Have you ever heard of a family fighting over a parent or grandparent's estate? Did you just shake your head, wondering how it could have come to this? Maybe you saw how the estate dispute caused irreparable damage to the heirs' relationships.
While estate disputes can happen for many reasons, two of the biggest ones to watch out for are disinheritances and unfair distributions.
Cutting someone out
A disinheritance is when you cut a person out of the will entirely. Perhaps you have four children. Three of them are still close to you, but one of them told you he or she wanted nothing to do with the family and moved to California 20 years ago. You have never spoken since. You may opt to leave that child out of the will.
Your will may stand, but that does not mean the child you left out will not claim fraud, duress or some other factor caused him or her to be cut off from the family fortune.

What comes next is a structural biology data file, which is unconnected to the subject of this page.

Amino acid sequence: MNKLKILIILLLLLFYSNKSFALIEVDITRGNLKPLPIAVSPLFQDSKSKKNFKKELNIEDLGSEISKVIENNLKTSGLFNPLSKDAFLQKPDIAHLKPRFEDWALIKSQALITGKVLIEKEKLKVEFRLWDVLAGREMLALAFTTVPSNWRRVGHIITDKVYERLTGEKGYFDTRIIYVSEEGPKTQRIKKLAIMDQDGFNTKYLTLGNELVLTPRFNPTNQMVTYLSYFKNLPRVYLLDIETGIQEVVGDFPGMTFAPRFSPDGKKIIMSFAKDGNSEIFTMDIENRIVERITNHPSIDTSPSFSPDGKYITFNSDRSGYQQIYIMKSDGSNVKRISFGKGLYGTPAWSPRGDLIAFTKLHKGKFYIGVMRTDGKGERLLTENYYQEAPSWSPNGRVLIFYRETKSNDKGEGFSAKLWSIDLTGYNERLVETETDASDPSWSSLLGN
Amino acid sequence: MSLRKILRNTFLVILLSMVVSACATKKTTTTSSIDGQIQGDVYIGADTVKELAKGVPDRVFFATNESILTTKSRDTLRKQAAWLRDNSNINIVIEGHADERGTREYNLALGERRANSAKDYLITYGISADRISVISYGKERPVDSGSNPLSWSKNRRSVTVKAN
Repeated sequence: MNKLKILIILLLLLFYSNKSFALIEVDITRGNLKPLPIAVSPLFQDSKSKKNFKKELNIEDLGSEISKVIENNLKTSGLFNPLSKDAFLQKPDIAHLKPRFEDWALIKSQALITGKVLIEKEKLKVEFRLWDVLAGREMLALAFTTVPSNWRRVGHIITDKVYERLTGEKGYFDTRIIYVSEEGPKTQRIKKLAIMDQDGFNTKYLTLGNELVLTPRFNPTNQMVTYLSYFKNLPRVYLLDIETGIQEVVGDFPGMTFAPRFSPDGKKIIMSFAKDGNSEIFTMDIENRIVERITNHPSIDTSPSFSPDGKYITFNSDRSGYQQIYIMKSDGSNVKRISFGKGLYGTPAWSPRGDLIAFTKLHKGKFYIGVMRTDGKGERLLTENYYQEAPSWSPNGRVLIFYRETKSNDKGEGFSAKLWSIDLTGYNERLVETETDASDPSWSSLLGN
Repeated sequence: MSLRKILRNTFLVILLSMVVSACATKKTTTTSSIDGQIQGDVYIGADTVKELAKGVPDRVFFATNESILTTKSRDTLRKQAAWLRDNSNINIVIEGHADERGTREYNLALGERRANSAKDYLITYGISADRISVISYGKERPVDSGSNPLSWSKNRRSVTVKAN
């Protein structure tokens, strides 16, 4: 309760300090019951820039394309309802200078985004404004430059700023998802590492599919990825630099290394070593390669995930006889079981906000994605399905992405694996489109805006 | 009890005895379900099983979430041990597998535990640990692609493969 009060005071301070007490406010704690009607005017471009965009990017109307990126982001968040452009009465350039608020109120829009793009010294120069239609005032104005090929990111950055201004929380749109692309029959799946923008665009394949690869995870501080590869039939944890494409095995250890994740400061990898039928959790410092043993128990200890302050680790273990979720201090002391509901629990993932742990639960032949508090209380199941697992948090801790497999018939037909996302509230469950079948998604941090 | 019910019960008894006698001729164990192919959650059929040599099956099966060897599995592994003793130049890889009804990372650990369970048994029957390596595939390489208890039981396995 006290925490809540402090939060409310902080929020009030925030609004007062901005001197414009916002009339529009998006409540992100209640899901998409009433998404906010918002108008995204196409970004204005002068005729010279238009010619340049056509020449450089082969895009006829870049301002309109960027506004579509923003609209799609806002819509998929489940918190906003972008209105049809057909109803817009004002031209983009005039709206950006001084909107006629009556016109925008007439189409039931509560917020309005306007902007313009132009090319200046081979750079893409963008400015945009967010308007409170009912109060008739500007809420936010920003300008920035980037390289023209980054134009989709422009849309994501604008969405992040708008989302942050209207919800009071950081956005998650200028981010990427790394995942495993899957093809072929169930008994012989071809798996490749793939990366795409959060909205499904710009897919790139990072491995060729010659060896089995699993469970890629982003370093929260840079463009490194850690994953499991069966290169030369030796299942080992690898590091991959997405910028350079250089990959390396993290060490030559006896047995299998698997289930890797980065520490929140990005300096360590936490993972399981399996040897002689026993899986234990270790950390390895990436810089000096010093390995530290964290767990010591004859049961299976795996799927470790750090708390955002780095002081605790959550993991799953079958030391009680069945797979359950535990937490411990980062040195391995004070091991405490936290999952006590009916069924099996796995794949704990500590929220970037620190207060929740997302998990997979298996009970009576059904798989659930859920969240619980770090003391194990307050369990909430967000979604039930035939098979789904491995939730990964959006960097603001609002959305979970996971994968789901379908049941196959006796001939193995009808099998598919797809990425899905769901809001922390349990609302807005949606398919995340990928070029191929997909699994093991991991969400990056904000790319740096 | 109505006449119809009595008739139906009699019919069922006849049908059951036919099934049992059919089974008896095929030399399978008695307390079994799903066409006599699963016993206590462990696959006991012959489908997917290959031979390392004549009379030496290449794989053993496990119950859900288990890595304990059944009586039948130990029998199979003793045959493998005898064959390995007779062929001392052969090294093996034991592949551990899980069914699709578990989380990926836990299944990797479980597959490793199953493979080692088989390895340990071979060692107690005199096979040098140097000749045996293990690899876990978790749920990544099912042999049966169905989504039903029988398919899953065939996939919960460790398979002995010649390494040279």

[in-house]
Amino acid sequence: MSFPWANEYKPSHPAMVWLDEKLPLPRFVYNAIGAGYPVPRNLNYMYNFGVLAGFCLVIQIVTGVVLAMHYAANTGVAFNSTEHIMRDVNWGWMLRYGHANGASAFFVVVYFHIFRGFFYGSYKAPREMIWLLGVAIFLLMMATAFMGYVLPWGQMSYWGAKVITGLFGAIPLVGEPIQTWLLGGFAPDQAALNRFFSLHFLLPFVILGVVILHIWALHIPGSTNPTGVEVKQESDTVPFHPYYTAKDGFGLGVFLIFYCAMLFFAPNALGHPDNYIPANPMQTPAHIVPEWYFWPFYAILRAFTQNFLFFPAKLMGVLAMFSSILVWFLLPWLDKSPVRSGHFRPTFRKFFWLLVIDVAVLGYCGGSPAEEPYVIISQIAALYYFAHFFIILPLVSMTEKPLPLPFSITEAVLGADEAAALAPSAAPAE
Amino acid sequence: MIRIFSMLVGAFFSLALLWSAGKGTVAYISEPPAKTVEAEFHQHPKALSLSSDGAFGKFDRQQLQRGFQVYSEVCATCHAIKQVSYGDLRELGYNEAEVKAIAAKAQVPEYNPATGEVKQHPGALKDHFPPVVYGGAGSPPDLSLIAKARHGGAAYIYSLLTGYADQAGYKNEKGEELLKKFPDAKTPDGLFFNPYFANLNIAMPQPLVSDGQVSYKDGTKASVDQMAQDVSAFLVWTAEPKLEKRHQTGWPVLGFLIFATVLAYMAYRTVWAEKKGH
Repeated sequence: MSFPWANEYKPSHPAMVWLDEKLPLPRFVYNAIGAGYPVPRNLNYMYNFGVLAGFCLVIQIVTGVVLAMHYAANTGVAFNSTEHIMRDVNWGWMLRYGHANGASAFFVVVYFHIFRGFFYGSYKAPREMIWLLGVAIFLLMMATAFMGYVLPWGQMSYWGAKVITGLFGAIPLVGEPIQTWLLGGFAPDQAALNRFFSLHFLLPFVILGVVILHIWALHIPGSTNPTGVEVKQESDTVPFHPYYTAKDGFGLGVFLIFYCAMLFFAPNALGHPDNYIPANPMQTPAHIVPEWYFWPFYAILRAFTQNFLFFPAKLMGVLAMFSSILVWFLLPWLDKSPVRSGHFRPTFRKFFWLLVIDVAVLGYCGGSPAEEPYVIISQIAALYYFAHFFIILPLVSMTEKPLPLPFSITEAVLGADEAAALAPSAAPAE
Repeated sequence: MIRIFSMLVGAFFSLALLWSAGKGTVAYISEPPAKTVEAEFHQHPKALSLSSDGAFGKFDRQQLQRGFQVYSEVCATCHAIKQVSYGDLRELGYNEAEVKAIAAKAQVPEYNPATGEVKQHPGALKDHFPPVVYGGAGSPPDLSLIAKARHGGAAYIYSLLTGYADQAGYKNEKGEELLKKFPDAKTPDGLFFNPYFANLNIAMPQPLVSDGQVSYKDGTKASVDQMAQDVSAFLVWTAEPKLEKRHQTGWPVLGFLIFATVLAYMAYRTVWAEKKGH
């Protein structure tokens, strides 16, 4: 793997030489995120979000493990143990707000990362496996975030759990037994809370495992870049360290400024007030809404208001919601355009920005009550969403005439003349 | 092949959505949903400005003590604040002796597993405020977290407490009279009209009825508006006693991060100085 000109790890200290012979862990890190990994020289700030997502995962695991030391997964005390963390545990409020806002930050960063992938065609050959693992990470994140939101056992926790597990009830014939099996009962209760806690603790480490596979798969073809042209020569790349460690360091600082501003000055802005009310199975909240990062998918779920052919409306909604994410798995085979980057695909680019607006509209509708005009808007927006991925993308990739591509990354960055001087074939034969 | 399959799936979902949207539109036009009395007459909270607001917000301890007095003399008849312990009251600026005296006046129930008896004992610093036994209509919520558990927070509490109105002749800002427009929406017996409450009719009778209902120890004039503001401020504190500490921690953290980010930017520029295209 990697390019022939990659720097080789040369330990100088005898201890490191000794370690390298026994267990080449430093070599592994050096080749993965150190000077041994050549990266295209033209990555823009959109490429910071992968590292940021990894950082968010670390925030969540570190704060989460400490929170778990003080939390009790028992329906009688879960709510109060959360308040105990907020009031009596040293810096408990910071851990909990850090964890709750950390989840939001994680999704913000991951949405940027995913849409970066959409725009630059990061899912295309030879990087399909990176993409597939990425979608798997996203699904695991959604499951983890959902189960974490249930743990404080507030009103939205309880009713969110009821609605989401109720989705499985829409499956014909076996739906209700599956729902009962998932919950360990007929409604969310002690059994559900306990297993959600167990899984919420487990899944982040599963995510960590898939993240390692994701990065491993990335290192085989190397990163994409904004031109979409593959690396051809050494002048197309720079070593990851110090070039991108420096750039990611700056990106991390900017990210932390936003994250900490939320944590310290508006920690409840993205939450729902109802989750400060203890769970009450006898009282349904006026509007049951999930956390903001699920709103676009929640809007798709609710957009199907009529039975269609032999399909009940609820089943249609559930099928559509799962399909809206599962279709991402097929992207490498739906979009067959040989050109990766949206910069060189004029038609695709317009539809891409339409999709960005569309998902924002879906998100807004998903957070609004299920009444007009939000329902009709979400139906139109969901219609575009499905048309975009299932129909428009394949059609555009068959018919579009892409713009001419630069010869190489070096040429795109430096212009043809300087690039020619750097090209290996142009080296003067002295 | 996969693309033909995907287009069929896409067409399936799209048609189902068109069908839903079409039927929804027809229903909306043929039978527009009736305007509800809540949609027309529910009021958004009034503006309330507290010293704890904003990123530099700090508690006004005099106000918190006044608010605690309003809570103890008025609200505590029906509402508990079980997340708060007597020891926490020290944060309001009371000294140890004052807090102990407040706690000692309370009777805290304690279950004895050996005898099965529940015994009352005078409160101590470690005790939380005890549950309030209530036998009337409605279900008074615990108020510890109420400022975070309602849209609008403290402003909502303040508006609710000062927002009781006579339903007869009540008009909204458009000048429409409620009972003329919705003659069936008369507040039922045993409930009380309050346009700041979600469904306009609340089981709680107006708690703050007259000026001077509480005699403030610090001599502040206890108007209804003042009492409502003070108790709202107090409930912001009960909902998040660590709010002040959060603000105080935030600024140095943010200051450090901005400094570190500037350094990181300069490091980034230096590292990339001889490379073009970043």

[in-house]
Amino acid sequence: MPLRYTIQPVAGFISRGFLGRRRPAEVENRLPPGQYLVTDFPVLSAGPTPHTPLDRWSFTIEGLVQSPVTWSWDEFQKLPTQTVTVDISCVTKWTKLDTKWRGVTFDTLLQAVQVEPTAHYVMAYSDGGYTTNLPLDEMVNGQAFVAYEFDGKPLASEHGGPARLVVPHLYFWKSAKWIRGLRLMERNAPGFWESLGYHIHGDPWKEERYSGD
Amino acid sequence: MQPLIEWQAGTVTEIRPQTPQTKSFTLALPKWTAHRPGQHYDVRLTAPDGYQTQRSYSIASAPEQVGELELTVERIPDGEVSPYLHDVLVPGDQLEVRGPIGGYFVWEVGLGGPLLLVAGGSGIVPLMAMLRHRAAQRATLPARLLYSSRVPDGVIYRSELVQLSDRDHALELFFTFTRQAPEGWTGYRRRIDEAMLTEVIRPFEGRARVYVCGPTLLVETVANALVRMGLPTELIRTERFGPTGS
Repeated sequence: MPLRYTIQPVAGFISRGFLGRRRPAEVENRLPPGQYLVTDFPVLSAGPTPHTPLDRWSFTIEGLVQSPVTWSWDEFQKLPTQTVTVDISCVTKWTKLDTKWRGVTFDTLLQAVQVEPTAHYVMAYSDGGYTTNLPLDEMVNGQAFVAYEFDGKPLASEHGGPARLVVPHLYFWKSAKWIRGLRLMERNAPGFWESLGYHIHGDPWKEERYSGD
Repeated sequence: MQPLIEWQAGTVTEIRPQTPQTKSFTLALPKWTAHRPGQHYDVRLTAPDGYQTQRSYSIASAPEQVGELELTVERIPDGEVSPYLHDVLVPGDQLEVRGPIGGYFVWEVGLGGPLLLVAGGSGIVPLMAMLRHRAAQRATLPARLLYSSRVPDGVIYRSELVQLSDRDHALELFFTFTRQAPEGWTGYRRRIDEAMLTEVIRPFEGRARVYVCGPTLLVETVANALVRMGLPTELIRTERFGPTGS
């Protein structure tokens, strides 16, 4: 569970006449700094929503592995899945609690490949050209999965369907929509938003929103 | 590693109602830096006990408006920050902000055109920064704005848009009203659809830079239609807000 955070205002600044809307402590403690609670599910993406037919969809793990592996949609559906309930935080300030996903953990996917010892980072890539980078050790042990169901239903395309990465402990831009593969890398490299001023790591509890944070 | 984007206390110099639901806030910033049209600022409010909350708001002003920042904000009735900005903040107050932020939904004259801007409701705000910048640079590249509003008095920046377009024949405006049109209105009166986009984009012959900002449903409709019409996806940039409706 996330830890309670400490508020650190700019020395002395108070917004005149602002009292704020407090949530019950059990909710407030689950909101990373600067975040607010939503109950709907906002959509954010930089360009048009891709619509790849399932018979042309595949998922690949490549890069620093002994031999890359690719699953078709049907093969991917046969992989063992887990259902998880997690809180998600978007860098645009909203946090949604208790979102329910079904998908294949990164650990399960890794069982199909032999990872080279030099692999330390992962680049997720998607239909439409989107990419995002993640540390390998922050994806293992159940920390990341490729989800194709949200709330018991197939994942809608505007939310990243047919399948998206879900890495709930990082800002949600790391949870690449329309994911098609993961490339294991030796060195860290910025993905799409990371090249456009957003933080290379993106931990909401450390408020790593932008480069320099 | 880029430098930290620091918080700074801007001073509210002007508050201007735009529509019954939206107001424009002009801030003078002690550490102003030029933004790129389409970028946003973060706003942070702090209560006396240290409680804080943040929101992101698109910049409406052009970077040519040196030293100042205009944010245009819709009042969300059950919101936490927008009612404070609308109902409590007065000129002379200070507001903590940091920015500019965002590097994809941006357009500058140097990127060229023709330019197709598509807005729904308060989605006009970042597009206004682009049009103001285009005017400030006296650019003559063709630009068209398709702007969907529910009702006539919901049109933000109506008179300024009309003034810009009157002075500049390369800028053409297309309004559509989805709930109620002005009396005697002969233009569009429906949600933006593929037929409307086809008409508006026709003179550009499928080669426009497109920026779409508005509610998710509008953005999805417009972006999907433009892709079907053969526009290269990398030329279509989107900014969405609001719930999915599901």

Even when you do leave everyone in the will, giving different amounts to different children often leads to disputes. You may think it seems fair. For instance, you could leave your successful child less money than a child who has very little, knowing the successful child does not want for anything and doesn't need the money. That makes sense on your end, but that child may contest the will, feeling punished for his or her success.
This isn't to say you cannot disinherit someone or leave someone less than anyone else, but you just need to carefully consider all of your options and the potential outcomes when doing estate planning.